NPV (Net Present Value), or also known as NPW (net present worth) is the totality of the PV (Present value) of the cash flows’ time series (Lin and Nagalingan 2000). It utilizes the time value of money as a standard method of apprising projects, especially long term ones. It is widely used in the field of economics, especially in capital budgeting as it attempts to measure any surplus or deficit in cash flows in terms of present value.
Formula of NPV is as follows:
NPV indicates the value and the significance of a certain project or investment added to the firm or organization’s value. An NPV that has positive results mean that the benefits of the project, investment or transaction exceed the costs associated with these projects. The value of the buyer increases along with the wealth of the shareholders once the project is undertaken. A negative NPV indicate that the cost of the project or transaction exceeds its benefits and undertaking the project would decrease shareholder wealth and the value of the buyer. If the NPV is equal to zero, the projects costs are equal to its benefits, thus, it has no impact on the value or wealth of the shareholders.
There have been several criticisms regarding the use of IRR compared to NPV that can be found in textbooks on financial management (Weston and Thomas 1992). The IRR Internal Rate of Return) indicates the efficiency and effectiveness of a certain investment as opposed to NPV which signify the worth or value of a project or investment. The IRR is said to be the discount rate upon which the NPV of cash flows in the future is equal to zero.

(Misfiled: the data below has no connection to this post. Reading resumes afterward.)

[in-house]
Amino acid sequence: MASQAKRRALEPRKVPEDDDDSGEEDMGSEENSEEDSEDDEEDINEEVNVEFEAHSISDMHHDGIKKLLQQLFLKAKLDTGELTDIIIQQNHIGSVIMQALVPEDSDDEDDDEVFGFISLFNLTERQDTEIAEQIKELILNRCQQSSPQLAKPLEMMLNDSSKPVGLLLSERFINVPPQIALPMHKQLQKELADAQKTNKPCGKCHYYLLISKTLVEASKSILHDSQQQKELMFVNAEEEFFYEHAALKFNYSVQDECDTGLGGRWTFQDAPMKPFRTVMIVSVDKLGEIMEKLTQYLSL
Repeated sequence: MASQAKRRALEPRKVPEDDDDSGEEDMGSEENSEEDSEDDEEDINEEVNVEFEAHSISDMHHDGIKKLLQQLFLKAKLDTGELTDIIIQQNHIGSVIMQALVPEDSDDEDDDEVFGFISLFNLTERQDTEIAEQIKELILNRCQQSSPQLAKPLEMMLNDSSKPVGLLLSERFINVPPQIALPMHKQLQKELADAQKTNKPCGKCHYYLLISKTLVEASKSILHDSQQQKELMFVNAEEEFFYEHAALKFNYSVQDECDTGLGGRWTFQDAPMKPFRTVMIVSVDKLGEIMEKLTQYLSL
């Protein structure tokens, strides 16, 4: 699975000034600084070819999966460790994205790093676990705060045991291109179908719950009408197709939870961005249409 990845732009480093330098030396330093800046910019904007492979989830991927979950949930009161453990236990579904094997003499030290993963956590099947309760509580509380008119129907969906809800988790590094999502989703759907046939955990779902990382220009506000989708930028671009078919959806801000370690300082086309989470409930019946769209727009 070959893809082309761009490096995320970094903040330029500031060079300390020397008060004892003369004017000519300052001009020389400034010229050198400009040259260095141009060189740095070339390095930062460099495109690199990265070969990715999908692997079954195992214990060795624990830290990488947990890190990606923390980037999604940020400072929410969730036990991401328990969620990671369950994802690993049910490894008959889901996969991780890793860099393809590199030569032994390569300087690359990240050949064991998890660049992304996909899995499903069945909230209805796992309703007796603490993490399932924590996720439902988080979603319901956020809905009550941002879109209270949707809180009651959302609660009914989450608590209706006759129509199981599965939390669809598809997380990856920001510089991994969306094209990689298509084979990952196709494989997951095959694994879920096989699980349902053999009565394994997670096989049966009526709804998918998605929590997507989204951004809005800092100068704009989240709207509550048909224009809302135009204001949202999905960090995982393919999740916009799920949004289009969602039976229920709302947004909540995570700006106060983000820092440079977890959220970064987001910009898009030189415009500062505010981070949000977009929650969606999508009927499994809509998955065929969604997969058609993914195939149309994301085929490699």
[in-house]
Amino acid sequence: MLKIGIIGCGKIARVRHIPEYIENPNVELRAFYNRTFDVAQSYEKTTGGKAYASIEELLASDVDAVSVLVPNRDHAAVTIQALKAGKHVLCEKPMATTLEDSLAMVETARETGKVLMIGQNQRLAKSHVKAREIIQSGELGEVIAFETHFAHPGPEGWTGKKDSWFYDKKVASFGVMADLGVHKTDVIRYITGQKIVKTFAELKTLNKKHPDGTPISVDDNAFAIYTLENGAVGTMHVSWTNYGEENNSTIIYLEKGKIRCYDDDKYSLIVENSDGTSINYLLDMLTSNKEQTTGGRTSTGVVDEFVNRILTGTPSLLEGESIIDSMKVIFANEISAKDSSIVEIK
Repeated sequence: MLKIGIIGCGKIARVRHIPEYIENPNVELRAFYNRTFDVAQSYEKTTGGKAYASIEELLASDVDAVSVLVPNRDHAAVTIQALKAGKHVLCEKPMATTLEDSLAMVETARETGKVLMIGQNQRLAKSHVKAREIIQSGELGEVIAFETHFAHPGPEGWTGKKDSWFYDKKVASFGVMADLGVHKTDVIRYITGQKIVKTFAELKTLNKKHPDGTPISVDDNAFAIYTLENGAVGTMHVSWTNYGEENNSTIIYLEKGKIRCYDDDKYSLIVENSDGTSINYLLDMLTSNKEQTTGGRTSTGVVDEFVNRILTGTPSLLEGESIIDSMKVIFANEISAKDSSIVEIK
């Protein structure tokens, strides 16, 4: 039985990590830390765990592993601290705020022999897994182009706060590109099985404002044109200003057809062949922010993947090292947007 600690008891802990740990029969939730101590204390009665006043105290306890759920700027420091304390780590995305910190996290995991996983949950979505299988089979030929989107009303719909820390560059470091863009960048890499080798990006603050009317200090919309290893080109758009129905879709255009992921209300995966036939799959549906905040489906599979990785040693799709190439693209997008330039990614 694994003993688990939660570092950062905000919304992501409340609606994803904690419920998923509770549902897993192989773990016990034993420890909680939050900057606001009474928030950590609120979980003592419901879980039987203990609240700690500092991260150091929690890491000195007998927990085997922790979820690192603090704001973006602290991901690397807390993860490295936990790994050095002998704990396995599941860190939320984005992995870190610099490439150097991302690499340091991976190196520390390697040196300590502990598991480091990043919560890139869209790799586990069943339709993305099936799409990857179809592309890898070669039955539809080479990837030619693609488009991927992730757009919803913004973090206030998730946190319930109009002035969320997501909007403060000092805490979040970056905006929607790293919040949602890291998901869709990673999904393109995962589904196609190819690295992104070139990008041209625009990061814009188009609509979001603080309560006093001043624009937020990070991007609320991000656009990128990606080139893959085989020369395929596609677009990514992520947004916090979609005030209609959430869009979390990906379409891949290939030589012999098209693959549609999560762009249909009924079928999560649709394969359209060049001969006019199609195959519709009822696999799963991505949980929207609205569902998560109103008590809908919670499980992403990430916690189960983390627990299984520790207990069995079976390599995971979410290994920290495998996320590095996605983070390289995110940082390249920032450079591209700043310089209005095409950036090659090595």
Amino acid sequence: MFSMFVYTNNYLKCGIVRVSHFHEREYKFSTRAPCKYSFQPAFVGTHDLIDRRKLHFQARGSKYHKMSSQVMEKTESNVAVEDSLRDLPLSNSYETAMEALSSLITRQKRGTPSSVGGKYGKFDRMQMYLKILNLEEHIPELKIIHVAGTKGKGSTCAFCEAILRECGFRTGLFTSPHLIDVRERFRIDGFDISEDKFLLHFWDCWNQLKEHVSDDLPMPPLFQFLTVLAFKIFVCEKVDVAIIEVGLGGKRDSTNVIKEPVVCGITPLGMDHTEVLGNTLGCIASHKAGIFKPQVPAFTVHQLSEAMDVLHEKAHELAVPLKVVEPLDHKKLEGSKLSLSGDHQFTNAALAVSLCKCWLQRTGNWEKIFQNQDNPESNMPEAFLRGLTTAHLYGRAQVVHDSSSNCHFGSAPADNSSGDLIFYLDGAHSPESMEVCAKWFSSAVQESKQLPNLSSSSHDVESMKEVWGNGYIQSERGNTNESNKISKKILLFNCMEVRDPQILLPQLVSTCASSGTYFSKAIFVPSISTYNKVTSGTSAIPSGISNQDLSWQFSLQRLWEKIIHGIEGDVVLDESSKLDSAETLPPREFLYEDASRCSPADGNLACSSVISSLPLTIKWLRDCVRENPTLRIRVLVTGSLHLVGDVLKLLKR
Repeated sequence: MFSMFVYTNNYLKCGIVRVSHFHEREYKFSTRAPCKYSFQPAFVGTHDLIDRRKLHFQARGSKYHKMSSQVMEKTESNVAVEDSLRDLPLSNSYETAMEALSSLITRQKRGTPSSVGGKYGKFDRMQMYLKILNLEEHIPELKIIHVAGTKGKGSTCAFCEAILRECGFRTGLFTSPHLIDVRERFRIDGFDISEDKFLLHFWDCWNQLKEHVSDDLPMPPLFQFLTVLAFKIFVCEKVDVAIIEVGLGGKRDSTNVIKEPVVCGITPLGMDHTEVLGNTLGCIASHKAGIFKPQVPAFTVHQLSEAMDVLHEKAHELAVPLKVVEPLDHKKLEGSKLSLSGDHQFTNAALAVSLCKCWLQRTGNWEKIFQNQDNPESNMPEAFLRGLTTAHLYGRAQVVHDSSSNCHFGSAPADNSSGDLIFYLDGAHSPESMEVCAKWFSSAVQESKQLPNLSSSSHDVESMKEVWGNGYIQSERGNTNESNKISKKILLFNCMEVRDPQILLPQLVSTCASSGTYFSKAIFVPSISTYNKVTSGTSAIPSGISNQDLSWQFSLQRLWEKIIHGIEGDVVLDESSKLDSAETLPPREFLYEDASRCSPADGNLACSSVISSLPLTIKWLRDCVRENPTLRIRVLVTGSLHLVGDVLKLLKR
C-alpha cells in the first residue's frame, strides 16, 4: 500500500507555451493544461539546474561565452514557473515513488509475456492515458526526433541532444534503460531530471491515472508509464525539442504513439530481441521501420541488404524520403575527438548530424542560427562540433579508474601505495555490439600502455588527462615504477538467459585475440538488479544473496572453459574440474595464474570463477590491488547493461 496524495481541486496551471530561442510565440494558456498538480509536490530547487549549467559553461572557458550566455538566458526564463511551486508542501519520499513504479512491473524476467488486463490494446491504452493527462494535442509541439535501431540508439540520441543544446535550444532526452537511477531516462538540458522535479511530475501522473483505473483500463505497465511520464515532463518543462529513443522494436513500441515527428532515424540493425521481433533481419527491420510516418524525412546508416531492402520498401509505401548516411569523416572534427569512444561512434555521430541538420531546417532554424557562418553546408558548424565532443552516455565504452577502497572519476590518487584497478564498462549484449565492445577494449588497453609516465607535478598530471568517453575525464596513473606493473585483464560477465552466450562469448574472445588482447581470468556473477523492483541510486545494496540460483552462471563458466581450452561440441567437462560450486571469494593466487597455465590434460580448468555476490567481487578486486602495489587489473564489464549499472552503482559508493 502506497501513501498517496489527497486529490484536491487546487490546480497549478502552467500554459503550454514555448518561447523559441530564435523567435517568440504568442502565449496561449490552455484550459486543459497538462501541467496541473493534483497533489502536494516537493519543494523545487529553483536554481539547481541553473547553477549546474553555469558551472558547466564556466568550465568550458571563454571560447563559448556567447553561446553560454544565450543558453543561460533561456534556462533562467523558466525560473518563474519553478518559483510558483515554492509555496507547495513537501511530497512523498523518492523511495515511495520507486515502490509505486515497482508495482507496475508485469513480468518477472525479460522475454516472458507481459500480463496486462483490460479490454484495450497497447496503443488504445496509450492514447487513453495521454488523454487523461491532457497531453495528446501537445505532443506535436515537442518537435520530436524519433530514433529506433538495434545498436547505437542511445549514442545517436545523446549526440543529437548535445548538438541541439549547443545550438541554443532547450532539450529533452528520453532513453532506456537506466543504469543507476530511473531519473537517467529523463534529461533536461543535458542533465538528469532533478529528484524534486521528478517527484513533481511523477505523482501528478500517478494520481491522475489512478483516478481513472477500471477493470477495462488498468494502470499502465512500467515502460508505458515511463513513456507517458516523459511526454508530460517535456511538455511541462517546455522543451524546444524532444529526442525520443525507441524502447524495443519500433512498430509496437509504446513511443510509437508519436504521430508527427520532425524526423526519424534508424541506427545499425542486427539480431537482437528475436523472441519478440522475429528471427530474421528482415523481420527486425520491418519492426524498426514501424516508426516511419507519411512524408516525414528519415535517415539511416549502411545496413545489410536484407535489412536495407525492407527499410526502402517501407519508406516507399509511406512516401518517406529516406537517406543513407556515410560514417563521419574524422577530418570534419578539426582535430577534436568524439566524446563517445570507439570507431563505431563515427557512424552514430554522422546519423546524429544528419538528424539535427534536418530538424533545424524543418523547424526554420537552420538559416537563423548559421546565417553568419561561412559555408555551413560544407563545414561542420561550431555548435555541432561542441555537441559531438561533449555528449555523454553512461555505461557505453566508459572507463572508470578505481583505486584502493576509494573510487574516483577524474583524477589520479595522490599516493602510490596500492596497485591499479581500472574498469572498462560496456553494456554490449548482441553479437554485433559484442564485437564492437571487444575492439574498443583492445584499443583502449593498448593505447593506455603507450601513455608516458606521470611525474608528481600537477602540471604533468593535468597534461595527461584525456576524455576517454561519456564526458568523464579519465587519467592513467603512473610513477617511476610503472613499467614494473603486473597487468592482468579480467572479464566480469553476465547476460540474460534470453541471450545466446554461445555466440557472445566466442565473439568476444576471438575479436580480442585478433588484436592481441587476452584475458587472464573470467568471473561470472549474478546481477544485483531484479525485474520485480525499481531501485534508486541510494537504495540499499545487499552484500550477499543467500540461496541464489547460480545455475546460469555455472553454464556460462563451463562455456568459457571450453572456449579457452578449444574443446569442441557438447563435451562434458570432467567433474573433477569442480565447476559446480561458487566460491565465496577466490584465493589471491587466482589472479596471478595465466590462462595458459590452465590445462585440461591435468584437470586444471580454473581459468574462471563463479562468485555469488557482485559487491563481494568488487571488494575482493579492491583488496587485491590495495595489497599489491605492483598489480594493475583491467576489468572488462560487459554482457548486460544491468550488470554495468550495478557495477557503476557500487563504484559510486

If the IRR of a proposed project or investment is greater than the return rate that may be earned through other investments that pose an equal amount of risk indicates that the former is a sound and good proposition. Therefore, the IRR is generally compared to other capital costs, including a suitable risk premium. A greater IRR than the capital cost of a project (also known as the hurdle rate) signifies that the project or investment will lend additional value in the company’s favor.
The MIRR (Modified Internal Rate of Return) is a determination of the appeal and influence of a certain investment or project. An adaptation from the concept of IRR, the MIRR is utilized during the process of capital budgeting in order to categorize several alternatives and options. Its main difference from IRR lies on the fact that is a measurement of the return rate on the total capital for the whole project duration or time frame.
In the valuation method of MIRR, it is assumed that all cash flows that are positive are reinvested for the remaining project duration or timeframe. Cash flows that are negative are included in the outlay of the initial investment. Accordingly, the MIRR categorizes the efficiency of projects as consistent with their worth ratio at present, which is another variant of the discounted negative cash flow or NPV. This characteristic of the modified internal rate of return has been considered as the gold standard in several textbooks on the field of finance.
Brealey, R. Myers, S. and Allen, F (2004). Principles of Corporate Finance. McGraw-Hill Higher Education;
Lin, Grier C. I.; Nagalingam, Sev V. (2000). CIM justification and optimisation. London: Taylor & Francis, p. 36
Stermole, F and Stermole, J (2006). Economic Evaluation and Investment Decision Methods. Eleventh edition, Investment Evaluations Corporation
Weston, JF and Thomas, E (1992). Managerial Finance, Ninth Edition. Fort Worth: The Dryden Press, p. 309-320.